On Sunday, April 26, 1970, the President decided to commit thirty-two thousand American troops to the invasion of Cambodia. In his own words: “Knock them all out.” Plans were finalized with the military in Southeast Asia without the knowledge of several key cabinet members.
That same afternoon, the National Security Council met to debate the merits of a possible Cambodian invasion, Only a few of them knew that the decision had already been made. The attack was set to begin forty-eight hours later.
Kissinger “objectively” presented the argument to his assembled staff.
“We have a very stark choice,” he began gravely. “We could permit North Vietnam to overrun Cambodia. Or we could commit troops and try to stop them. A successful attack might be a step toward achieving an honorable peace. Any comments?”
Many speakers had deep misgivings about this potential escalation.
Though she was by far the most junior person present, Catherine Fitzgerald bravely raised her hand. “With due respect, I think if the government goes ahead with this invasion, every campus in America will explode.”
Kissinger answered her calmly. “Our decision must not be swayed by a group of rootless, self-indulgent adolescents with no sense of political realities.”
Catherine could not stop herself from responding, “Isn’t that a bit harsh, Dr. Kissinger?”
“Perhaps that was an overgeneralization. I beg your pardon, Miss Fitzgerald.”
The debate grew more heated and even less conclusive.
“I’m glad you called Henry on that antistudent remark,” George said, as they were sharing a bottle of white wine in her apartment that evening. “But I think if you weren’t so pretty you wouldn’t have gotten away with it.”
She brushed off the compliment and remarked, “You were certainly quiet today.”
“I don’t think I had anything to add,” he replied evasively. “Besides, everybody knows where I stand.”
“Yes. Right behind Kissinger. The point is, where does he stand?”
“I don’t know,” George lied.
Though the President did not announce it officially till the evening of April 30, the National Security Council was informed of the U.S. invasion of Cambodia on April 28.
There was outrage among some of the members, who realized that the entire debate on Sunday had been nothing but a charade. Several senior members stormed into Henry’s office and immediately resigned.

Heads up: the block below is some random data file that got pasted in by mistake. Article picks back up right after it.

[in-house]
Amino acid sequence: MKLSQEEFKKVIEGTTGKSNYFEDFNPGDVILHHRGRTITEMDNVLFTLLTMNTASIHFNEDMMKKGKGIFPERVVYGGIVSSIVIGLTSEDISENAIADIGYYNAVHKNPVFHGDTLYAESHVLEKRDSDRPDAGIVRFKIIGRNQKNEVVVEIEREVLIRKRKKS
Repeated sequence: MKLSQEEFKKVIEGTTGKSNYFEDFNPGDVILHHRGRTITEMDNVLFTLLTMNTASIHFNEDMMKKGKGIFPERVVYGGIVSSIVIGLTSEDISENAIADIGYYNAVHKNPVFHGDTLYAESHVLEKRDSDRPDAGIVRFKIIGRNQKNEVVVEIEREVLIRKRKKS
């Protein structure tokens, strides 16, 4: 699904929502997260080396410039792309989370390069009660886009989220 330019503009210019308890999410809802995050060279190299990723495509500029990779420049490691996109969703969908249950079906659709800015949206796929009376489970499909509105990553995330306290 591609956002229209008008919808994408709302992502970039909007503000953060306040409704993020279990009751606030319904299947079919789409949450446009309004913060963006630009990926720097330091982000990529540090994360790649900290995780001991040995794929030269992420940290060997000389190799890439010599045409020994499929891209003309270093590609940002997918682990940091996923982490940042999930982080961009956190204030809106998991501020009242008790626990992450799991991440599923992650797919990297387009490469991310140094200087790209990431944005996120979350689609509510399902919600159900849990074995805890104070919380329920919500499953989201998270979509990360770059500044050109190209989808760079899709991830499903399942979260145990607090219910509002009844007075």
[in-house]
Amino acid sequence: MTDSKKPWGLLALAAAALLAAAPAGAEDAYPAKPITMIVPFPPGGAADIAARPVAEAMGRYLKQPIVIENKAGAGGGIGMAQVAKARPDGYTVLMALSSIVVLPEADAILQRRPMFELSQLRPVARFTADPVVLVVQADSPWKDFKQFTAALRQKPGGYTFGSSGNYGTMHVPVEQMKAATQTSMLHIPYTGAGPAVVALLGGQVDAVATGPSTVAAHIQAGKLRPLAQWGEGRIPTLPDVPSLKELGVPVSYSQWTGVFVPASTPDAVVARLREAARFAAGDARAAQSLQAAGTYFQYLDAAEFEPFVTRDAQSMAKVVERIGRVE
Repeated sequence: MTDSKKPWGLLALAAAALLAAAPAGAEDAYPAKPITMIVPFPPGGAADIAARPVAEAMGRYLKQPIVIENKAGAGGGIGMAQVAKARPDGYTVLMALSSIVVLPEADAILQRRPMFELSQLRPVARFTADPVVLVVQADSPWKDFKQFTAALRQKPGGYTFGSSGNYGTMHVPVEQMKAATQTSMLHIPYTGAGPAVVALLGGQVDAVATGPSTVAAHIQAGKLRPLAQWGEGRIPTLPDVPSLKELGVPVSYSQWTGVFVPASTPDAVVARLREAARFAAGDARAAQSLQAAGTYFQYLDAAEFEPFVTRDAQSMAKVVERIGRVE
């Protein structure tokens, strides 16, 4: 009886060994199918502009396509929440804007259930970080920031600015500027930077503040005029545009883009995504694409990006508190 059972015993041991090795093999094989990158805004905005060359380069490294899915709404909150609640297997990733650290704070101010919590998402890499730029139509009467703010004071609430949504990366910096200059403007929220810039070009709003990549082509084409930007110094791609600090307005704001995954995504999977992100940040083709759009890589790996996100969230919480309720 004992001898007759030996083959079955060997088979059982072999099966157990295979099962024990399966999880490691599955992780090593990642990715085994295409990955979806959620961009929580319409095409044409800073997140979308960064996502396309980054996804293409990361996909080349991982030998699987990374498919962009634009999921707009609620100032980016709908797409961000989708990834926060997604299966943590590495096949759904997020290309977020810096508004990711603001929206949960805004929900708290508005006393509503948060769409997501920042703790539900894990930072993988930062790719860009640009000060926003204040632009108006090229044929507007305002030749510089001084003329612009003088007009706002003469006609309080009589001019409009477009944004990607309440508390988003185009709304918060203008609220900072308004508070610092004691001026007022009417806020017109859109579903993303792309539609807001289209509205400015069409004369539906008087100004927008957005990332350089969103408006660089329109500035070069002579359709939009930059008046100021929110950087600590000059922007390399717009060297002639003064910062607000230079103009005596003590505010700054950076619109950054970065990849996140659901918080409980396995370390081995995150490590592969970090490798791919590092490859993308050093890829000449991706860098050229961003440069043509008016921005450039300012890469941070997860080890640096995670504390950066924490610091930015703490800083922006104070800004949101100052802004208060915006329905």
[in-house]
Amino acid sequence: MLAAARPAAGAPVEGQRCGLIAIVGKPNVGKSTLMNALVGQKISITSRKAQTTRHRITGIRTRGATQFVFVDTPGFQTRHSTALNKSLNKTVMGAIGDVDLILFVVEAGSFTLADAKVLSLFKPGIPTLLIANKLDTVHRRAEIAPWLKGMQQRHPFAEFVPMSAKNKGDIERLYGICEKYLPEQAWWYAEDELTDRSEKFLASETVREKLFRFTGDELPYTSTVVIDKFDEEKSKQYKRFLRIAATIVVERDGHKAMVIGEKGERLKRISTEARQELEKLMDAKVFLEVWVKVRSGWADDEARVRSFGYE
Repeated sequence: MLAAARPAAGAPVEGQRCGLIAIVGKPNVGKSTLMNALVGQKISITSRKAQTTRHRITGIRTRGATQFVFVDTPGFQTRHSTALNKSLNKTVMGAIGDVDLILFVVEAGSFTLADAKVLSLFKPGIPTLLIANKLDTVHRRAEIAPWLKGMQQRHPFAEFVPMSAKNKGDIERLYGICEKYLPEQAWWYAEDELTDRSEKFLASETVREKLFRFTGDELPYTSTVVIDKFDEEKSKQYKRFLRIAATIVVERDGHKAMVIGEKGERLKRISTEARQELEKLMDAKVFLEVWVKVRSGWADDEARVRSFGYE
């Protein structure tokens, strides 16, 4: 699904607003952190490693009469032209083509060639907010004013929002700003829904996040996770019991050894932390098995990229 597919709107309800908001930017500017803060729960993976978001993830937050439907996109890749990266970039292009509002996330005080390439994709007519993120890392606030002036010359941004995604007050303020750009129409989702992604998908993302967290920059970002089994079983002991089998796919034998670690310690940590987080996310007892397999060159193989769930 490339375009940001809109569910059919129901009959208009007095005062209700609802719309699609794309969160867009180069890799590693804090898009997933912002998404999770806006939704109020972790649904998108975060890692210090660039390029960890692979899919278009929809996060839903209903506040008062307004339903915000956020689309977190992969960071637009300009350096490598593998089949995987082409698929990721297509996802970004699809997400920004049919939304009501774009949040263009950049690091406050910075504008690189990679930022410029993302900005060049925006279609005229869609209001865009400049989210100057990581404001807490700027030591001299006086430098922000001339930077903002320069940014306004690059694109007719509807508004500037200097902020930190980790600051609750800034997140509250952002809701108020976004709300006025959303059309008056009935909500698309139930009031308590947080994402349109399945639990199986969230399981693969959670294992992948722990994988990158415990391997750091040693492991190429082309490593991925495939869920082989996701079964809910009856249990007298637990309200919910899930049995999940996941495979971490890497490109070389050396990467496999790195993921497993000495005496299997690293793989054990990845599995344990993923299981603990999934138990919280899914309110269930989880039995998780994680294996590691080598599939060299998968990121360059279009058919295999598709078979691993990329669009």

But the disaffection was even more widespread among the younger aides, some of whom cut off promising government careers to quit in protest.
Catherine Fitzgerald was among the first to leave. And after delivering a strongly worded letter to one of Kissinger’s secretaries, she marched ten paces down the corridor to the office of George Keller.
“You bastard!” she exploded before he had even shut the door. “You ruthless, heartless bastard! You have no respect for anything or anyone. You and that Svengali of yours trifle with human lives —”
“Cathy, please calm down —”
“No, let me finish, George. Because today I’m walking out of the White House and out of your life.”
“Cathy, be reasonable. I’m not responsible —”
“But you knew ! You knew and you didn’t even trust me enough to tell me.”
“Well, I was right, judging by this hysterical reaction,” George countered.
“It isn’t hysterical — dammit. It’s human. In all your great assimilation of English words, George, did you ever really learn the meaning of that word?”
Before he could reply, she disappeared.
He sat motionless at his desk for several minutes, mulling over what had happened.
I suppose it was inevitable, he rationalized. Anyway, we couldn’t have gone on much longer fighting our own private war.
Maybe Henry’s right. Women should only be a hobby.
Six days later, after four students were killed at Kent State University in a protest demonstration, a taxi driver appeared at George Keller’s home, bearing a battered suitcase.
Inside he found a pile of shirts, ties, and other clothes that he had left at Cathy’s place. There was also a page onto which she had neatly pasted newspaper photographs of the four victims.